N°2 | 2014
Briefing Paper Early Warning System: A Critical Aspect in Promoting Agricultural Productivity in the Face of Climate Change by Munu Martin Luther*
Summary The briefing paper suggests a number of good practices that Kenya could learn from in improving its early warning system. In spite of strides in the Meteorological service, Kenya still has inadequate systems to warn farmers on climate changes. As a result, farmers are exposed to extreme weather conditions i.e. drought/floods which undermines farming.
Introduction Climate change is seen as a great livelihood and ultimately development challenge, not only in Africa but globally. Africa however faces greater challenges due to both location and capacity constraints to mitigate and adapt to climate change. In Kenya, extreme weather conditions in the name of drought and floods have affected agricultural productivity, which directly affects the livelihoods of farmers and enhancing early warning system has been identified as critical in addressing the challenge. However, a study conducted by CUTS International under the project Promoting Agriculture, Climate and Trade Linkages in the East African Community (PACT EAC)1 identifies challenges in early warning system as one of the key factors undermining agricultural 1 Otieno. G., Mungai, O., Ogalo, V. (2013) Climate, Food, Trade: Where is the Policy Nexus?, CUTS International
* Assistant Programme Officer, CUTS Africa Resource Centre, Nairobi
productivity and enhanced livelihoods of farmers. In spite of strides in the Meteorological service, there are inadequate systems to warn farmers on climate/ weather changes. As a result, farmers are exposed to extreme weather conditions i.e. drought/floods which undermine farming. In 2011 for example, the country witnessed the worst food insecurity crisis which saw over four million people put on food aid.
Early warning system Early warning system can be broadly defined as the provision of information, predicting an emergency situation and how that information can be used to respond to such a situation to minimise or adapt to its impacts. According to the 2009 United Nations International Strategy for Disaster Reduction (UNISDR) Terminology on Disaster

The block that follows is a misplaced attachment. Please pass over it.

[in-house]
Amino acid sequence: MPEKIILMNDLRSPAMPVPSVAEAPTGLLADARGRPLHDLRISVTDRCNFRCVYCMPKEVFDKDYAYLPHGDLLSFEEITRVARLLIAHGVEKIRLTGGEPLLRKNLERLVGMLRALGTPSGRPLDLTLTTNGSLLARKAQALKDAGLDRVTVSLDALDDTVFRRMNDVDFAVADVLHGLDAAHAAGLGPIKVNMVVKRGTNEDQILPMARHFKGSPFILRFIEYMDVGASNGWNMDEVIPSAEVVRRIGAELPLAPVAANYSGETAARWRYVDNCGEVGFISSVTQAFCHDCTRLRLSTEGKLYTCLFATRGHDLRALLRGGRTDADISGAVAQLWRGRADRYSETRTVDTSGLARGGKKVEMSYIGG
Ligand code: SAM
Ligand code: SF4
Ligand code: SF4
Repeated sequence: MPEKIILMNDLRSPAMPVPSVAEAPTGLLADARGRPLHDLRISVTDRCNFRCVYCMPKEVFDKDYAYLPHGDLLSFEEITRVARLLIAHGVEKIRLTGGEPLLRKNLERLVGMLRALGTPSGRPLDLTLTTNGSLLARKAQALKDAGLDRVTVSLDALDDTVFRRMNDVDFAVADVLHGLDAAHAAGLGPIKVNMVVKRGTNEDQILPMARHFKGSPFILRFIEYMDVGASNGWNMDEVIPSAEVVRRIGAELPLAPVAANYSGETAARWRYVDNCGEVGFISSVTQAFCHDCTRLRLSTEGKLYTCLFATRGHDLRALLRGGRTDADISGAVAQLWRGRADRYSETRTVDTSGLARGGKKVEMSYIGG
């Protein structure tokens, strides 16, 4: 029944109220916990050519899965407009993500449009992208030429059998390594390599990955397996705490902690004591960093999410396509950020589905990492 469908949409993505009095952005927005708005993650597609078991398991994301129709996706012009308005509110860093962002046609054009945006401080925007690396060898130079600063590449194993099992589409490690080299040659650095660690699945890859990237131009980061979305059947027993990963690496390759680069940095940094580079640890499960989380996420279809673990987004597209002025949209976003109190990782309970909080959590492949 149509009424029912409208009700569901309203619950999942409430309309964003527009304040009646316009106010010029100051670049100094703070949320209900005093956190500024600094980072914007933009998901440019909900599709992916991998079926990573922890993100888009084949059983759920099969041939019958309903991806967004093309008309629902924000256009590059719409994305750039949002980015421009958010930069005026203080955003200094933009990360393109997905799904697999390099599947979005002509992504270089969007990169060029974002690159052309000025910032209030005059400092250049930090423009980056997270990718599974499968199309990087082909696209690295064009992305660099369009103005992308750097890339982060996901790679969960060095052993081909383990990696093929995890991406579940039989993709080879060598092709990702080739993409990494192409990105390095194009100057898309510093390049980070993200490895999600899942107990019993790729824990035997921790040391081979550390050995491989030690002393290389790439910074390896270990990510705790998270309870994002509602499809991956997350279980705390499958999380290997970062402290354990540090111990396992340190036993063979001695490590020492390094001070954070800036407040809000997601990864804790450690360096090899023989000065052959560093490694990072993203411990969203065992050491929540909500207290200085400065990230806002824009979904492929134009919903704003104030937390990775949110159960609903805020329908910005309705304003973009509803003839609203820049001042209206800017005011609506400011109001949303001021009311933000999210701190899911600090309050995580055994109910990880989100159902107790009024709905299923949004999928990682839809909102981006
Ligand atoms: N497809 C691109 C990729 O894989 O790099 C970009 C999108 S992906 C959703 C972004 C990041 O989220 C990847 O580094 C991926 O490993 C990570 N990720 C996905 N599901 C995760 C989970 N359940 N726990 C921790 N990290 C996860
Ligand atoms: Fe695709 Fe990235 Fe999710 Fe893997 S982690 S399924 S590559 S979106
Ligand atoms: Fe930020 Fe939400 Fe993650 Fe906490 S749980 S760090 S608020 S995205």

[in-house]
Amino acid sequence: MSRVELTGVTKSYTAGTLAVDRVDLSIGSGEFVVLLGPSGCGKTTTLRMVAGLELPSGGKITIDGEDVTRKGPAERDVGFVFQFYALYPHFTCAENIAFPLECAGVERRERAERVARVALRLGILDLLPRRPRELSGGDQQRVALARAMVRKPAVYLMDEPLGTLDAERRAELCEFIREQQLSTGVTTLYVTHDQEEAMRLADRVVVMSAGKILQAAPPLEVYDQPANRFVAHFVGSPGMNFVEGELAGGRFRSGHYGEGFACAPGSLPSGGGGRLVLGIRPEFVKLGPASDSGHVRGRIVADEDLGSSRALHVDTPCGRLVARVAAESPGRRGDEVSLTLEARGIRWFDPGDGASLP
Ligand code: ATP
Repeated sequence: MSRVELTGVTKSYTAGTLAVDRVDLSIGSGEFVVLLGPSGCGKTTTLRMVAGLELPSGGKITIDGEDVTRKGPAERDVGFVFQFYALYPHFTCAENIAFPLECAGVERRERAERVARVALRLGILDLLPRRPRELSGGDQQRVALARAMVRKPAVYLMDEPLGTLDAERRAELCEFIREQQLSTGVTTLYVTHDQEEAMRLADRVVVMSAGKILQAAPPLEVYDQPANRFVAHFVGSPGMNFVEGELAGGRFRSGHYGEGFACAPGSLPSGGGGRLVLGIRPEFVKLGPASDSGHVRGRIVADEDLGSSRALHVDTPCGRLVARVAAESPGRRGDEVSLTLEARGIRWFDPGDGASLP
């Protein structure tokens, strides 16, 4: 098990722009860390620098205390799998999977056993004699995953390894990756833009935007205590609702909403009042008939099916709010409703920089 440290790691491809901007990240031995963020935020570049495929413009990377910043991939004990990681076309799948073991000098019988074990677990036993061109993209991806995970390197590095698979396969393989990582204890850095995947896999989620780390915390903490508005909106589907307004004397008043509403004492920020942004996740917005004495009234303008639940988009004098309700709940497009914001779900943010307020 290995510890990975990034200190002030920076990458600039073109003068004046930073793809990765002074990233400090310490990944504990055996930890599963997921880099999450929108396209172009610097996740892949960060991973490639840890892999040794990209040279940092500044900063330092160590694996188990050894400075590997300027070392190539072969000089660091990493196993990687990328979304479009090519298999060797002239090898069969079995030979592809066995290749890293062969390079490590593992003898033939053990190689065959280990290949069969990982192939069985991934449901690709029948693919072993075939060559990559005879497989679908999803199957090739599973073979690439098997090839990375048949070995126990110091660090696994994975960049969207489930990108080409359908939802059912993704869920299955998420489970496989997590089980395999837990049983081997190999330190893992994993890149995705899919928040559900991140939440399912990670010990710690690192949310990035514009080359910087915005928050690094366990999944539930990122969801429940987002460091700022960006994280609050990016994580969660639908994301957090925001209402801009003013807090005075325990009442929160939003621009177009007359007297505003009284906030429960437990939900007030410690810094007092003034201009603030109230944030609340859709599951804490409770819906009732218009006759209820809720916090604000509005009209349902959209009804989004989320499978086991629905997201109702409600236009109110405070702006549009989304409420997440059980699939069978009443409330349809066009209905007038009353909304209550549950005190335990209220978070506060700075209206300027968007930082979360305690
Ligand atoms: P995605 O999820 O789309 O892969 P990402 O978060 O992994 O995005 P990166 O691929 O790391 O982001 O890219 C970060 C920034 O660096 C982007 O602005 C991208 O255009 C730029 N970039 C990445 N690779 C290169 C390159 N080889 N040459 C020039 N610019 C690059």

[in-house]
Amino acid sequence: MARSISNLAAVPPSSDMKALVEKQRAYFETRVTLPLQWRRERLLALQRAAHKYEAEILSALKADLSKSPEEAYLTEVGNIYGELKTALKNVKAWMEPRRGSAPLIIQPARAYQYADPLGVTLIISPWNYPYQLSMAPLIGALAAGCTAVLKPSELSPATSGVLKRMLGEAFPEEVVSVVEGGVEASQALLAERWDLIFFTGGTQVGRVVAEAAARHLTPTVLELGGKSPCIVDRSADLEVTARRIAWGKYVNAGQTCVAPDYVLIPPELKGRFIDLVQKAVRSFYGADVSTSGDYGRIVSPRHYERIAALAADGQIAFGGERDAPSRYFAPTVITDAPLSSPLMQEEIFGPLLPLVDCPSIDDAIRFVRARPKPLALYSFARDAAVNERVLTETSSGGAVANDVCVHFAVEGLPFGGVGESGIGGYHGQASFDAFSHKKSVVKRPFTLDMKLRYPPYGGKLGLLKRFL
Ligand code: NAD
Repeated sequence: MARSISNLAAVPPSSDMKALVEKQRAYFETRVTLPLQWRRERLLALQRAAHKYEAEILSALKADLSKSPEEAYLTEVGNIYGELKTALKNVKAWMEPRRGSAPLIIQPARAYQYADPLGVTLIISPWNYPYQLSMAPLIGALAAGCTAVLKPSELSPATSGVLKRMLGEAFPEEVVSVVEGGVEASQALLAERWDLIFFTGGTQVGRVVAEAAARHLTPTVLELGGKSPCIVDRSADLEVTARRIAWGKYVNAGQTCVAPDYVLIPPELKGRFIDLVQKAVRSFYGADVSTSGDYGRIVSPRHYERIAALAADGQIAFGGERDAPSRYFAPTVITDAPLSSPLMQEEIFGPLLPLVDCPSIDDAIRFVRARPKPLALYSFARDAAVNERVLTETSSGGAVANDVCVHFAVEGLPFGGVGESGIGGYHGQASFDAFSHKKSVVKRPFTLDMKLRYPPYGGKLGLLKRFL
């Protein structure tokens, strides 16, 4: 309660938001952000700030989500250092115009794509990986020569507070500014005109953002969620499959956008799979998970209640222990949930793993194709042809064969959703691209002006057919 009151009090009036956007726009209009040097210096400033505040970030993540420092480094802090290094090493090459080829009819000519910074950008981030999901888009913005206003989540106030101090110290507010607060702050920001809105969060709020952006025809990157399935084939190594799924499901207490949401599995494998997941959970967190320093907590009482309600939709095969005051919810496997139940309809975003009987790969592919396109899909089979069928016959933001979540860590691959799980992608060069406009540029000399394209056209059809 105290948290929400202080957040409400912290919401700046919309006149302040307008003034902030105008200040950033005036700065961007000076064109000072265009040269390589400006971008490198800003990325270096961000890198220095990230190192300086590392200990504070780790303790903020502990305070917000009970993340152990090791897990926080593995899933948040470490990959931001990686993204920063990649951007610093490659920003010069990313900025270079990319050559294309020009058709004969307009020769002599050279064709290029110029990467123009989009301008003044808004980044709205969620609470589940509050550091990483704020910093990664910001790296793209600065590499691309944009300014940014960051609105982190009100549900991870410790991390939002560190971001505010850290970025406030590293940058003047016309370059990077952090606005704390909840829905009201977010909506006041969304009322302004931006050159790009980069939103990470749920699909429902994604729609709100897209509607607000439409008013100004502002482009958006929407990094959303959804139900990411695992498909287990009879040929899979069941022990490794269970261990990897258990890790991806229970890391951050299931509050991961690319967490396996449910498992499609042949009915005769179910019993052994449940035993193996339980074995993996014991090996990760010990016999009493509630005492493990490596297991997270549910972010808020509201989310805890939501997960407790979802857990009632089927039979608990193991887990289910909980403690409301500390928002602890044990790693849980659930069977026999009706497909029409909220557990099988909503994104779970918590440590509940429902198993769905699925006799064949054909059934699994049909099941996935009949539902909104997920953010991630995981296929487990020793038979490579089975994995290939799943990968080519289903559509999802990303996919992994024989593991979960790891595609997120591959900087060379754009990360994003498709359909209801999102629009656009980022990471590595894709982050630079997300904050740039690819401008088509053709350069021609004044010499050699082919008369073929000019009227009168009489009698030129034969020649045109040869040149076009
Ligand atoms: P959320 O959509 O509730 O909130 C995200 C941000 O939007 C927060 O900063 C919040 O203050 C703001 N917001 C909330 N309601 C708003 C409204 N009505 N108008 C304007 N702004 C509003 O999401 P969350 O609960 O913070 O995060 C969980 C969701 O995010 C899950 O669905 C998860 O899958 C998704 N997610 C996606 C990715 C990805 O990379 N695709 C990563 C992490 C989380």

Risk Management, it is the set of capacities needed to generate and disseminate timely and meaningful warning information to enable individuals, communities and organizations threatened by a hazard to prepare and to act appropriately and in sufficient time to reduce the possibility of harm or loss.2 In the agricultural sector, where this brief puts in to perspective the early warning system, it refers to the prediction of weather information, under the Kenya Meteorological Services (KMS), circulating this information to users, which in this case are farmers, and preparing them to face the expected extreme weather conditions i.e. drought and floods. Agricultural sector is very important in the Kenyan economy, employing more than 75 percent of the workforce and accounting for around half of the country’s Gross Domestic Product (GDP).3 Climate change is directly affecting productivity in the sector, posing a threat to the livelihoods of millions. This enforces the need for an efficient and effective early warning system to shield not only farmers but the entire population from extreme weather conditions by providing them with accurate and timely information such that appropriate measures can be taken. Farmers have had huge losses as a result of poor prediction/dissemination of weather information, especially the onset and cessation of rains together with predictions on intensity of rains. Inadequate information sharing by the Ministry of Environment, Water and Natural Resources through KMS has undermined effective dissemination of weather information to enable farmers take appropriate measures in case of expected extreme weather conditions. Besides, weather information is complex and farmers find it hard to interpret. Agriculture